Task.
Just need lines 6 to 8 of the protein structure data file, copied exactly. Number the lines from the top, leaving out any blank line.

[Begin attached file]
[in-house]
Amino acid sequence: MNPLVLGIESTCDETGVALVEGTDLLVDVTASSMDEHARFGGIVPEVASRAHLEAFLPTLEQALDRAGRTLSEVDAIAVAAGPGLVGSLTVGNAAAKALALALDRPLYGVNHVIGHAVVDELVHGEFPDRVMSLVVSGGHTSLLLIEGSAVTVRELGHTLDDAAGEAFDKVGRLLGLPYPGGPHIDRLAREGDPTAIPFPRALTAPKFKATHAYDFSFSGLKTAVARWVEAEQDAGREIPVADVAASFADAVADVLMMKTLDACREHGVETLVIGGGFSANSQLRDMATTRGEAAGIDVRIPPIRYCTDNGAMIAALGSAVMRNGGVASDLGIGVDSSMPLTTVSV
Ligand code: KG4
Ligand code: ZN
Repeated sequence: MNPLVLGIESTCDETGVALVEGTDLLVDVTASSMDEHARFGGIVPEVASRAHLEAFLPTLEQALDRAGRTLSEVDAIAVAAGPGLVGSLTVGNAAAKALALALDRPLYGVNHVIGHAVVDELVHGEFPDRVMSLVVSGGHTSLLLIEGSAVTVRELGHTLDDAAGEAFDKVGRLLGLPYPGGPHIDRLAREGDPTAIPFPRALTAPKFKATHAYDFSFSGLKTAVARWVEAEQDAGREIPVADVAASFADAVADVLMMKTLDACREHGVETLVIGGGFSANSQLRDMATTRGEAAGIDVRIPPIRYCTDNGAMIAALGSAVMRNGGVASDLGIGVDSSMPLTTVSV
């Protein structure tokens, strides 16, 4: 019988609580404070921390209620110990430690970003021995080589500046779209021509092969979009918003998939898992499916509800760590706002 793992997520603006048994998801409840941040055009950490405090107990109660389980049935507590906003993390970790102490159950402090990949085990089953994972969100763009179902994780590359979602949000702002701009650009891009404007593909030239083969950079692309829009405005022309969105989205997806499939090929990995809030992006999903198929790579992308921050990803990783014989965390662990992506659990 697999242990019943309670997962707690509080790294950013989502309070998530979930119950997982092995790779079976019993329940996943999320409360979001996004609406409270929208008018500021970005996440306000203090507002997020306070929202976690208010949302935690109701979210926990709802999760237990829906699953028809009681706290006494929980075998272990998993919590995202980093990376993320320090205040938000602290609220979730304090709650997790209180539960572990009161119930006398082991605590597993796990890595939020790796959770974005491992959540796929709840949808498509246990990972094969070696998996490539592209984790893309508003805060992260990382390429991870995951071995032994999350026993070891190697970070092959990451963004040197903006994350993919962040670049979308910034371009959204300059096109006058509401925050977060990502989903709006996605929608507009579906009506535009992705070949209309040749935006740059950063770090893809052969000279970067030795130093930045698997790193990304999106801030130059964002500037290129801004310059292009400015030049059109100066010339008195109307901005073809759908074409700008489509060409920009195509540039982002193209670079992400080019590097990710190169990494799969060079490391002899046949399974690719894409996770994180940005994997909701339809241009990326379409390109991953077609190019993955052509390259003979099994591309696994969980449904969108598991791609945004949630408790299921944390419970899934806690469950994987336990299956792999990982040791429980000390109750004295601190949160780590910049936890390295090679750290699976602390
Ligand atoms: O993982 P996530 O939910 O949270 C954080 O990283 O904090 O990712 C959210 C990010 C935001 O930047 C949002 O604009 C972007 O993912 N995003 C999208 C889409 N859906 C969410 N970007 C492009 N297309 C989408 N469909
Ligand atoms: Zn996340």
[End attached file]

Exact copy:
């Protein structure tokens, strides 16, 4: 019988609580404070921390209620110990430690970003021995080589500046779209021509092969979009918003998939898992499916509800760590706002 793992997520603006048994998801409840941040055009950490405090107990109660389980049935507590906003993390970790102490159950402090990949085990089953994972969100763009179902994780590359979602949000702002701009650009891009404007593909030239083969950079692309829009405005022309969105989205997806499939090929990995809030992006999903198929790579992308921050990803990783014989965390662990992506659990 697999242990019943309670997962707690509080790294950013989502309070998530979930119950997982092995790779079976019993329940996943999320409360979001996004609406409270929208008018500021970005996440306000203090507002997020306070929202976690208010949302935690109701979210926990709802999760237990829906699953028809009681706290006494929980075998272990998993919590995202980093990376993320320090205040938000602290609220979730304090709650997790209180539960572990009161119930006398082991605590597993796990890595939020790796959770974005491992959540796929709840949808498509246990990972094969070696998996490539592209984790893309508003805060992260990382390429991870995951071995032994999350026993070891190697970070092959990451963004040197903006994350993919962040670049979308910034371009959204300059096109006058509401925050977060990502989903709006996605929608507009579906009506535009992705070949209309040749935006740059950063770090893809052969000279970067030795130093930045698997790193990304999106801030130059964002500037290129801004310059292009400015030049059109100066010339008195109307901005073809759908074409700008489509060409920009195509540039982002193209670079992400080019590097990710190169990494799969060079490391002899046949399974690719894409996770994180940005994997909701339809241009990326379409390109991953077609190019993955052509390259003979099994591309696994969980449904969108598991791609945004949630408790299921944390419970899934806690469950994987336990299956792999990982040791429980000390109750004295601190949160780590910049936890390295090679750290699976602390
Ligand atoms: O993982 P996530 O939910 O949270 C954080 O990283 O904090 O990712 C959210 C990010 C935001 O930047 C949002 O604009 C972007 O993912 N995003 C999208 C889409 N859906 C969410 N970007 C492009 N297309 C989408 N469909
Ligand atoms: Zn996340």